There are always a multitude of ideas running simultaneously on the Maison Martin Margiela catwalk - some point the way forward for fashions new, some propose ideas that we want to wear right away. The first is of course the ground-breaking, fashion shaking moments that justify the whole circus of the four-city, five week rigmarole that is fashion month. But the latter can be just as satisfying, especially when its a case of a house building on their vocabulary of design but offering something fresh.
Maison Martin Margiela has a formidable archive. The kind of archive, indeed, that you can pull ideas out of, dust them off, and have them seem new and fresh. This season, it was about returning to tailoring - it was a jacket, narrow-shouldered and high waisted when nothing else was, that kicked off the Margiela revolution in 1989. Today the house showed every possible permutation, wearing the lining as a top, fusing sleeves into pockets to create a cape, and wrapping the tails of a floor-length coat around the legs to create a jumpsuit in camel. The idea of tugging part of a garment and distorting it into something else, as if the material itself were some enigmatic substance, elastic and ever-maleable, is yet another signature. Nowhere else do you get the impression that so much is possible with fabric. Tugged-up collars carried on rising to mask the face, seamlessly moulded from the wool of a jacket. For the closer, a trio of shirts were crafted from tough industrial plastics sitting stiff and proud about the body.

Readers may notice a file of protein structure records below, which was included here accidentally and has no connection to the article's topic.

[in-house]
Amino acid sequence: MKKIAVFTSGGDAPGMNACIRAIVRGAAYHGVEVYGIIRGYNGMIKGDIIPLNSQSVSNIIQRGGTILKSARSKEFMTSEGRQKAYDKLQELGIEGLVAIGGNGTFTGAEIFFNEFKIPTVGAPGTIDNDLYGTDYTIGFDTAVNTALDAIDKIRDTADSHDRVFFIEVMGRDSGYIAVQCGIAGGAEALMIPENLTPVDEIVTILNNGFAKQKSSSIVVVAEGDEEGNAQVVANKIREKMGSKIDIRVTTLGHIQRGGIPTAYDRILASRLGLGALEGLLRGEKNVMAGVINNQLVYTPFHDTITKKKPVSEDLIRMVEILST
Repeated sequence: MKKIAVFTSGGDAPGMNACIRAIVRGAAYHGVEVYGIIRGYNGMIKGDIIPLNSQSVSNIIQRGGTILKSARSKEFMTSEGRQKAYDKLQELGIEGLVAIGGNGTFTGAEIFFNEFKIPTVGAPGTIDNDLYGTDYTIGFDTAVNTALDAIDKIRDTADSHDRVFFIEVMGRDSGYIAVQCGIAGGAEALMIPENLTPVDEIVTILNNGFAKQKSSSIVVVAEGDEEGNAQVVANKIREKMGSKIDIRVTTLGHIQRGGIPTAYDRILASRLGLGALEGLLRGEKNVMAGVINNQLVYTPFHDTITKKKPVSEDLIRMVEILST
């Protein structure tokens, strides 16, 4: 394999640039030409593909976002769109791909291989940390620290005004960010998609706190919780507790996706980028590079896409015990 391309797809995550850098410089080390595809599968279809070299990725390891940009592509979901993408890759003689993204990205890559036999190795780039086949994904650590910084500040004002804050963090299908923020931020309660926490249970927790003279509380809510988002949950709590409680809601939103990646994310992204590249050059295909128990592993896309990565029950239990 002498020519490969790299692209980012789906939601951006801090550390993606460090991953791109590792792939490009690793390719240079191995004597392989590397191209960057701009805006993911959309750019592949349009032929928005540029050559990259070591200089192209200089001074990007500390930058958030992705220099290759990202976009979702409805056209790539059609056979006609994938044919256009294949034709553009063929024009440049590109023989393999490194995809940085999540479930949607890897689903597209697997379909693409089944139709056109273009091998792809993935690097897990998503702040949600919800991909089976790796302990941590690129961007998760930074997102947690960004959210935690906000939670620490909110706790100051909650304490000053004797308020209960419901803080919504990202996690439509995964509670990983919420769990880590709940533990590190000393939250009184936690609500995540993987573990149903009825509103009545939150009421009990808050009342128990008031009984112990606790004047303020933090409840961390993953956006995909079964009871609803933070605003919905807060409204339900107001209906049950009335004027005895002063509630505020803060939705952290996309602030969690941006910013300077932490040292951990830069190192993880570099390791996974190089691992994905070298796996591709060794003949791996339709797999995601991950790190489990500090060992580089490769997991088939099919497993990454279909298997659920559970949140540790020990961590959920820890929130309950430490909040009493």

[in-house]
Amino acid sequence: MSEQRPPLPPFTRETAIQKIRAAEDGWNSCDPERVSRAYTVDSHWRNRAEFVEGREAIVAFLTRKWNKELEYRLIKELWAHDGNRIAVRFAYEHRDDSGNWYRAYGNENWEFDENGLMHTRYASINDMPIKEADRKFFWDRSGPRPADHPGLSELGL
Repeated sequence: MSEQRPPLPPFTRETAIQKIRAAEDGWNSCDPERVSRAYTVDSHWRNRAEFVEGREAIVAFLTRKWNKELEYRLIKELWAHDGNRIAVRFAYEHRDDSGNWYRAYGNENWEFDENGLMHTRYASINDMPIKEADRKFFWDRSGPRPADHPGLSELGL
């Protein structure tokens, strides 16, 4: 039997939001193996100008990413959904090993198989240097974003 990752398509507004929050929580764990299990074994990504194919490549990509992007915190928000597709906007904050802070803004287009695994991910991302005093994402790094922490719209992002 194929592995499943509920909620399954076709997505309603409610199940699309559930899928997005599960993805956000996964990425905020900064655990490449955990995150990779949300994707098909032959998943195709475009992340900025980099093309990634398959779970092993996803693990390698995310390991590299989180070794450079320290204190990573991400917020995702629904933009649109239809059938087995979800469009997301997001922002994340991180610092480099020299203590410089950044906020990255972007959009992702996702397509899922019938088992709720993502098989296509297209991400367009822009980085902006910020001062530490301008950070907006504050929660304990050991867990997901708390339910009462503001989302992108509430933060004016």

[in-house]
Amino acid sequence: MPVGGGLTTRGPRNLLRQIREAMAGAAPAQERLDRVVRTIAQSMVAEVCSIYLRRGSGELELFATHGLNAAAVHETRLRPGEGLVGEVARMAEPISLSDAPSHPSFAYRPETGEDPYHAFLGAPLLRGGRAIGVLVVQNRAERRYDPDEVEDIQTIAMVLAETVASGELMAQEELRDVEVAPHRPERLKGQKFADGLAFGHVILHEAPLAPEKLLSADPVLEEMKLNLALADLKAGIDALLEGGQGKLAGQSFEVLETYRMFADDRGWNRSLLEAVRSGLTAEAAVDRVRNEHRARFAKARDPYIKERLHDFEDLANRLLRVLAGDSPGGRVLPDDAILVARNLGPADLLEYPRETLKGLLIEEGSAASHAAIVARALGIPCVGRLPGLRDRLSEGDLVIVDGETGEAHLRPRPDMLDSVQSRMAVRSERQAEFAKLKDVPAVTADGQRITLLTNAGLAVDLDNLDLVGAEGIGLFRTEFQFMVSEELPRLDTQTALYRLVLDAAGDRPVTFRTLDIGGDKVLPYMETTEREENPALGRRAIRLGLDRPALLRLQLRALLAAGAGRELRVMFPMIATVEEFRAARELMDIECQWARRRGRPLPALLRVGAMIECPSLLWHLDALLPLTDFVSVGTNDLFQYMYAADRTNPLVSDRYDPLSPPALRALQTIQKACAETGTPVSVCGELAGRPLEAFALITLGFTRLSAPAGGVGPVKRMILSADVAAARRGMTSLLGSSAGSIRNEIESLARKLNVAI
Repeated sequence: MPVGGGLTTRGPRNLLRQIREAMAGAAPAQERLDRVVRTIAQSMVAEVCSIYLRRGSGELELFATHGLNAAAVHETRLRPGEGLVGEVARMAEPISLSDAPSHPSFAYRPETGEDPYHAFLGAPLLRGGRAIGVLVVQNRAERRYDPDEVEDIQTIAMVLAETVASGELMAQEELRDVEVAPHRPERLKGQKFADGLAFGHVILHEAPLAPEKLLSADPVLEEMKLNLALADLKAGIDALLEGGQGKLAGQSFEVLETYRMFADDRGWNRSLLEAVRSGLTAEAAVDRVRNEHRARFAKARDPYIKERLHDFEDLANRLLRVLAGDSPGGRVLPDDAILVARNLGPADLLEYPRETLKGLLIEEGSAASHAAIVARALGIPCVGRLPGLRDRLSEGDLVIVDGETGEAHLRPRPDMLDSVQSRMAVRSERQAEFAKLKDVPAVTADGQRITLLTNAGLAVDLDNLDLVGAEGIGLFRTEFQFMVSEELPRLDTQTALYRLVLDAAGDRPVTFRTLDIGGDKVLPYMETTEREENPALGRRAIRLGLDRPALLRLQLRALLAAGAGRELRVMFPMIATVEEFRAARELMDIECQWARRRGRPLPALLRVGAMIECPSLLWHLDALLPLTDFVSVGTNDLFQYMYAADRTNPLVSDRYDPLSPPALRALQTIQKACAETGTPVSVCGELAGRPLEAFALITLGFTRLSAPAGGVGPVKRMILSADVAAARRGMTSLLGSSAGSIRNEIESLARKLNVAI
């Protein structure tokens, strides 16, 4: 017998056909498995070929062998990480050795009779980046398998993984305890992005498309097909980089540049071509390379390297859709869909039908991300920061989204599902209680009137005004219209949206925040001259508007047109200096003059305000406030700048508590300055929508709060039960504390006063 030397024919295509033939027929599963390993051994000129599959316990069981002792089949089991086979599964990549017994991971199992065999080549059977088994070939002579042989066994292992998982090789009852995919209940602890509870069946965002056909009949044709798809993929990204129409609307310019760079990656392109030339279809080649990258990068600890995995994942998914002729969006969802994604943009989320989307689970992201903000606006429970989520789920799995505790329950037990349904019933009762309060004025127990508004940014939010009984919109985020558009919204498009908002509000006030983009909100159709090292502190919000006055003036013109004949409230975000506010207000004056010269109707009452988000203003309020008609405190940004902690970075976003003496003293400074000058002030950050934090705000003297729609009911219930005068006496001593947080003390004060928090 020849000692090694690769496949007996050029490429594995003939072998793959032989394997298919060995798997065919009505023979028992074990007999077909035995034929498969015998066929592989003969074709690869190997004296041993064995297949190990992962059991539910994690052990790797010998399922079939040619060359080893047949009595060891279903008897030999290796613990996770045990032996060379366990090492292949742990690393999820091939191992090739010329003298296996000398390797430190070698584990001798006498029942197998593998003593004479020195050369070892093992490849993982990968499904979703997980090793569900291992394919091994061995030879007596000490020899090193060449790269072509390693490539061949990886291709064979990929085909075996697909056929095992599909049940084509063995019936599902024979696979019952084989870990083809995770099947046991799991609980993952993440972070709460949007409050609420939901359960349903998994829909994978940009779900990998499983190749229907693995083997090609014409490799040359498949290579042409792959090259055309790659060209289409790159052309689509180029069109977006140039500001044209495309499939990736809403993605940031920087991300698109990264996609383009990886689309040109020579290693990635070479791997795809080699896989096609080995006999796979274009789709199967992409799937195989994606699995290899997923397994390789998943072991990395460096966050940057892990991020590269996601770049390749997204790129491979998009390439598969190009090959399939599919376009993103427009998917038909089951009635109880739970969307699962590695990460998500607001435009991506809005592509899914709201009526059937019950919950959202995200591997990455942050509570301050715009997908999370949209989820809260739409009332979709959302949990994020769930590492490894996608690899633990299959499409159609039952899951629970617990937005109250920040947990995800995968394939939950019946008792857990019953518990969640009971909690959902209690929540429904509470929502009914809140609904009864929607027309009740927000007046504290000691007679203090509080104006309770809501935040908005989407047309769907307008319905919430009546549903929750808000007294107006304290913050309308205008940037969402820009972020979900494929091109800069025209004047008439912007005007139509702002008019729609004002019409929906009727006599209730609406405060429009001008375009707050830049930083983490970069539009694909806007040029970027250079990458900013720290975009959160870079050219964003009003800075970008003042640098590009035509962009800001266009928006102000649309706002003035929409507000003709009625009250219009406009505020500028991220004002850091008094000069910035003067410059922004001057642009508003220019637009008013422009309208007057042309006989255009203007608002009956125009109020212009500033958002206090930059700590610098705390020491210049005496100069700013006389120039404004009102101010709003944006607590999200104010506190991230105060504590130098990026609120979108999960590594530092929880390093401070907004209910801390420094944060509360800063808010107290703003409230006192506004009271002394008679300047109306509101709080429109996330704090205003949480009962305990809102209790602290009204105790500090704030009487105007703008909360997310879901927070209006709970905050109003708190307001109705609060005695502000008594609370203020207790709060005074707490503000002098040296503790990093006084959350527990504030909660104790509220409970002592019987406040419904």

Those were the showpieces, alongside the sequence of dresses seemingly collaged from trailing, abstract bolts of furnishing fabric, but they were the exception rather than the rule. The magic of this Margiela display was an utterly convincing argument for, say, the back-to-front jacket as a top underneath a twin worn right-way around, or a dress with hacked-off, popped-up sleeves as unconventional office attire. It was quiet radicalism, just like that 1989 jacket.